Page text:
The SAT is a standardized test widely used for college admissions in the United States. It was first introduced in 1926, and its name and scoring have changed several times, being originally called the Scholastic Aptitude Test, then the Scholastic Assessment Test, then the SAT I: Reasoning Test, then the SAT Reasoning Test, and now simply the SAT.
The SAT is owned and published by the College Board, a private, nonprofit organization in the United States. It is developed and administered on behalf of the College Board by the Educational Testing Service. The test is intended to assess a student's readiness for college. It is designed to not be aligned to high school curriculum.
The current SAT, introduced in 2005, takes 3 hours and 45 minutes to finish, and as of 2014 costs US$52.50 (up to US$101.5 outside of the United States), excluding late fees. Possible scores on the SAT range from 600 to 2400, combining test results from three 800-point sections: Mathematics, Critical Reading, and Writing. Taking the SAT or its competitor, the ACT, is required for freshman entry to many, but not all, universities in the United States.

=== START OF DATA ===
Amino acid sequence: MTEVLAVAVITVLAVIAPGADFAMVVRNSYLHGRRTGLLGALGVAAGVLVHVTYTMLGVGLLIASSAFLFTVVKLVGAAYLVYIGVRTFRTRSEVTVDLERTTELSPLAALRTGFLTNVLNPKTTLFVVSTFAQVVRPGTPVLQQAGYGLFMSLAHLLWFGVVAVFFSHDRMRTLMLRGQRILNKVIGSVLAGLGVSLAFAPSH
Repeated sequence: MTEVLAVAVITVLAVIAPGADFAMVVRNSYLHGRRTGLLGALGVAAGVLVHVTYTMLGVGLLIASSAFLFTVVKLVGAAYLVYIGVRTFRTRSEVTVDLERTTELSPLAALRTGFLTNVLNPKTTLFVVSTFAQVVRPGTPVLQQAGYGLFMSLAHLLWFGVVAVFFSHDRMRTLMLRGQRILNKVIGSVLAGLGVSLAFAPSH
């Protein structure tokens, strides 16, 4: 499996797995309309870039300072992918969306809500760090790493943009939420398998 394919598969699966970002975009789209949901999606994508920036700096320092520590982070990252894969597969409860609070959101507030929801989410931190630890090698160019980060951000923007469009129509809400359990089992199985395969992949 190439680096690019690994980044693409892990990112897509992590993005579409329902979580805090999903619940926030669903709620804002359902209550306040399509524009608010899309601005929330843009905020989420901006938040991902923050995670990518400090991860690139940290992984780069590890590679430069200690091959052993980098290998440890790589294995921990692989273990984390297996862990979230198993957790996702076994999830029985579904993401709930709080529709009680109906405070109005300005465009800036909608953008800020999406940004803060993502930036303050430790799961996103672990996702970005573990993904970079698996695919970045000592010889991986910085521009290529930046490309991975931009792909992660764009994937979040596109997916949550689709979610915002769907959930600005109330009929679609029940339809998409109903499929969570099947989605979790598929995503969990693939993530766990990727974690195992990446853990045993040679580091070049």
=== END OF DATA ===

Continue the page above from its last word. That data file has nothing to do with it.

On March 5, 2014, the College Board announced that a redesigned version of the SAT would be administered for the first time in 2016. The exam will revert to the 1600-point scale, the essay will be optional, and students will have 3 hours to take the exam plus 50 additional minutes to complete the essay.
Chapter 1: INTRODUCTION
- 1100 slides
Chapter 2: READING
Chapter 3: WRITING
- 129 slides
Chapter 4: HOW TO CRACK SAT
- 11986 slides